She said she was terminated on the spot.
The following day, May 17, Bourgeois gave birth to a seven-pound boy and named him Kayson.
Bourgeois was sent back to prison to complete the remaining two months of her sentence, which she was serving for using drugs while on parole, she said. She gave the hospital permission for Bell to get her son.
“I knew that Miss Bell really cared, and that Kayson would be in good hands,” she said, adding that she wasn’t allowed to see or talk to Bell.
Once Bell got a call and was told that she could pick up the baby, she raced over to the hospital, filled out paperwork and showed the hospital her identification. Once everything was verified, she scooped up Kayson, buckled him into the new car seat she had bought and took him home.
She also had loaded up on diapers, wipes and baby outfits. Some of the other corrections workers at the facility brought her a bassinet for him to sleep in.
About 700 women were incarcerated at the transitional prison, said Bell, adding that she learned to feel compassion for them while she worked there.
“So many of them have been used and abused and have had hard lives on the streets,” she said. “I found that if I showed them a little love, it went a long way. I sensed that Katie was a good person who had just made some bad choices in her life.”
About 58,000 pregnant women are incarcerated every year, according to a 2017 study done by the Pregnancy in Prison Statistics Project. Bell said that by helping Bourgeois, she hoped to give her some solid reasons to rebuild her life and find new purpose.
“I do know one thing — she has a beautiful little boy,” said Bell.
“He’s a good little boy who doesn’t cry much,” said Bell, noting that she spent weeks feeding Kayson every 2 to 4 hours.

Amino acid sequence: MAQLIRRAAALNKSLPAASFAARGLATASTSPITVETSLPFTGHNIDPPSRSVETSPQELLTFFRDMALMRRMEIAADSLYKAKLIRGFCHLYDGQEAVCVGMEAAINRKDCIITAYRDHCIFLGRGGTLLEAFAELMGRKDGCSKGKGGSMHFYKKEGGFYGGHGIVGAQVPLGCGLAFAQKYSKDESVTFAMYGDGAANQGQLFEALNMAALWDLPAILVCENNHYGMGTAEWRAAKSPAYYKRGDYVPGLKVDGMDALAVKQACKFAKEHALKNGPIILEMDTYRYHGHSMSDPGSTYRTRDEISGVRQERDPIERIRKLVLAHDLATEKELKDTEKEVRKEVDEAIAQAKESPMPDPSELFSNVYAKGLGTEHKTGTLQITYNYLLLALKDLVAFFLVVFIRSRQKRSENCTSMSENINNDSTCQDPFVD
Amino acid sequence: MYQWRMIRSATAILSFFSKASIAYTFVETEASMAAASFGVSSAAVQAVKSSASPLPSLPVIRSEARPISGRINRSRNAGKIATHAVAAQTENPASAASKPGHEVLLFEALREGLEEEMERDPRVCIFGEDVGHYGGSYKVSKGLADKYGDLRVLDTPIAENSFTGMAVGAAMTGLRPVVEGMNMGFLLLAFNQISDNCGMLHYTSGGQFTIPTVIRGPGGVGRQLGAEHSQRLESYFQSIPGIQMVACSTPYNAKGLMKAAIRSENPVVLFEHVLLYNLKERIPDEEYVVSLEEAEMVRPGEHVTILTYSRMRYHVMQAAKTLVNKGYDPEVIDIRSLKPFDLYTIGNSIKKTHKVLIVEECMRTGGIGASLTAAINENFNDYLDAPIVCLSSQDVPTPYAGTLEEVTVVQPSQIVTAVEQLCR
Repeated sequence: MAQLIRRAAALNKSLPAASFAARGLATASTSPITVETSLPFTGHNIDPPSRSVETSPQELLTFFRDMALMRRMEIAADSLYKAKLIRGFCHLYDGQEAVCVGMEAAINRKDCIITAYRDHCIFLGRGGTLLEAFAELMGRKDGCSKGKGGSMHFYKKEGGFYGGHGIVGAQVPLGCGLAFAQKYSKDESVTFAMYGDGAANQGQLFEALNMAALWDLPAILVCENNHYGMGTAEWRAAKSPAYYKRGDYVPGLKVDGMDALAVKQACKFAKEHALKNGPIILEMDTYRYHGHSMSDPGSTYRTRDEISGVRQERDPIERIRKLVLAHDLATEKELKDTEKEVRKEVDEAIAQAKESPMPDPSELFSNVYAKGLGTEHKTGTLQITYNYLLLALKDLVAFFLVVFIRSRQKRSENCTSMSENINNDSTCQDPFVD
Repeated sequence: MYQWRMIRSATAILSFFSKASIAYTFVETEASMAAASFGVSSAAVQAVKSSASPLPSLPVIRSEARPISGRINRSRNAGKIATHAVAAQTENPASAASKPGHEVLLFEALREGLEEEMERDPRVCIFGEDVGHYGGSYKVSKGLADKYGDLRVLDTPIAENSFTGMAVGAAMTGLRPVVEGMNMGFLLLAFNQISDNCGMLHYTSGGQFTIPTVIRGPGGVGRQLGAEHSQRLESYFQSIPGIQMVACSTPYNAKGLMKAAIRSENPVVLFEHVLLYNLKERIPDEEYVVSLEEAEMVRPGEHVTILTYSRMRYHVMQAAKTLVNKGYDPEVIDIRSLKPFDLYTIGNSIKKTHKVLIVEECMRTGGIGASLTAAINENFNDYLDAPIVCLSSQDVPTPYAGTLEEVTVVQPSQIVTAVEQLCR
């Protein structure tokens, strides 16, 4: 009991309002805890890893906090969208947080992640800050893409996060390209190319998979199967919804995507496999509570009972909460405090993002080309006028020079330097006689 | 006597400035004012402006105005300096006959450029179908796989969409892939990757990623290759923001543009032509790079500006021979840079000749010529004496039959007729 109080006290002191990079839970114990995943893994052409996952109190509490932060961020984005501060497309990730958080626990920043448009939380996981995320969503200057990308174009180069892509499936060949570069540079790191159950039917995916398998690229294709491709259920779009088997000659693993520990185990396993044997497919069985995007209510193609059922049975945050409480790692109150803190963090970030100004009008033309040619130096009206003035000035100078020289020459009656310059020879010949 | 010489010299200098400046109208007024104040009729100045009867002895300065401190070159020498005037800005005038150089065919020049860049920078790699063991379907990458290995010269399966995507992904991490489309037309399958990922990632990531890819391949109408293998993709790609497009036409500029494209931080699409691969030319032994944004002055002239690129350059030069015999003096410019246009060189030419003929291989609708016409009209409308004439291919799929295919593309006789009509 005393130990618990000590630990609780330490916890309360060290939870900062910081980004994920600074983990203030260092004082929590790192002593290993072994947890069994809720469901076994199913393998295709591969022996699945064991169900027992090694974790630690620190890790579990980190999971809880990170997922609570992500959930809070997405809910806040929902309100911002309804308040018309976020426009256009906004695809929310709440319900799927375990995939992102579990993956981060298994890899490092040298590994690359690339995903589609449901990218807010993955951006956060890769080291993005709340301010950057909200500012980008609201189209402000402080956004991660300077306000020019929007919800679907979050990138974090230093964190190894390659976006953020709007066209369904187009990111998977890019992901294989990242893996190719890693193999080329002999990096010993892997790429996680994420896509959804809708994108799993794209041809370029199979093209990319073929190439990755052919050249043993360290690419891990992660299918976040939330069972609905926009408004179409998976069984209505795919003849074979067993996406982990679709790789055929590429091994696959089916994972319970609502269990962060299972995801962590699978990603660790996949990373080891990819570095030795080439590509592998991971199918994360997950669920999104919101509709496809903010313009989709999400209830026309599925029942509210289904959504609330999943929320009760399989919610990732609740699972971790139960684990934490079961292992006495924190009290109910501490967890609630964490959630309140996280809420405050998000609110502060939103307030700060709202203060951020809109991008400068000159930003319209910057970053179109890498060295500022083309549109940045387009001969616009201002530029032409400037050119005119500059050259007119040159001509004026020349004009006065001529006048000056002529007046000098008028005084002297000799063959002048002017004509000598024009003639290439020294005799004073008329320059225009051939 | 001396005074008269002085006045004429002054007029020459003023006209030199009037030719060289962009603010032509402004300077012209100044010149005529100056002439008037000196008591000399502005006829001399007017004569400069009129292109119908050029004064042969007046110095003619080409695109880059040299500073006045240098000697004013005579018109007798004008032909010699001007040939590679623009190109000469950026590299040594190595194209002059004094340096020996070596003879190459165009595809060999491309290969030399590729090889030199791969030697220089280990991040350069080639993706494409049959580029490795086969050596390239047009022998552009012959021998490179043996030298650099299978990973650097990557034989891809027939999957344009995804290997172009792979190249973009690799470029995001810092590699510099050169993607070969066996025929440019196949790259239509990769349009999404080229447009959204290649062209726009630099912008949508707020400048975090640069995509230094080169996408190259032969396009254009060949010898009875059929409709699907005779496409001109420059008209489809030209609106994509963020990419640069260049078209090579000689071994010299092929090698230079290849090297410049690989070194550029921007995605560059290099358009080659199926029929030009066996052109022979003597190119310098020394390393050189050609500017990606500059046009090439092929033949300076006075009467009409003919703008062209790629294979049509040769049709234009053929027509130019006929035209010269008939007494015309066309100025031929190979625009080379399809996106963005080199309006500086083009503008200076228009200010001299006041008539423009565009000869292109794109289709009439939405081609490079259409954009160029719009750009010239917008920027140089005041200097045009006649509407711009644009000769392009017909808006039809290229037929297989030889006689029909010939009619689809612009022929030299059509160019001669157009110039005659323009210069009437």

When Bourgeois was released from prison on the Fourth of July, “it was further confirmation that I’d done the best thing for them both,” said Bell, 58.
She was waiting for Bourgeois in the prison parking lot that day to pick her up.
She said she couldn’t wait to show her how much Kayson had grown.
He had debilitating anxiety and panic attacks. Here’s how he dealt with it.
Mother and son are staying with Bell at her home in Vicksburg, Miss., until Bourgeois can find employment and save enough to live on her own, she said, adding that Bourgeois is considering becoming a hairstylist.
“She and Kayson are welcome to stay here for as long as they need to,” said Bell, who also looks after her grandchildren every summer. “I’m excited for Katie and what the future holds for her.”
Bell said she recently obtained a job helping one of her neighbors care for an elderly parent for eight hours a day while she considers future employment options.
“Losing my job has been hard — my kids have been helping me out,” she said.
She said she is reminded that she did the right thing every time she holds Kayson.
“To see his little face and his smile — it was just a joy,” she said. “And now, to watch Katie with him and see all of that love and the promise of a new beginning has made it all worthwhile.”
Bell said her dream is to start a group home for women who have recently been released from prison and have no place to go. Bourgeois said she would help.
“How can I thank this woman? She’s a stranger who showed so much love,” Bourgeois said. “If not for this angel, I don’t know what I would have done. I feel like I’ve found a friend forever in Miss Bell.”
Staff researcher Magda Jean-Louis contributed to this report.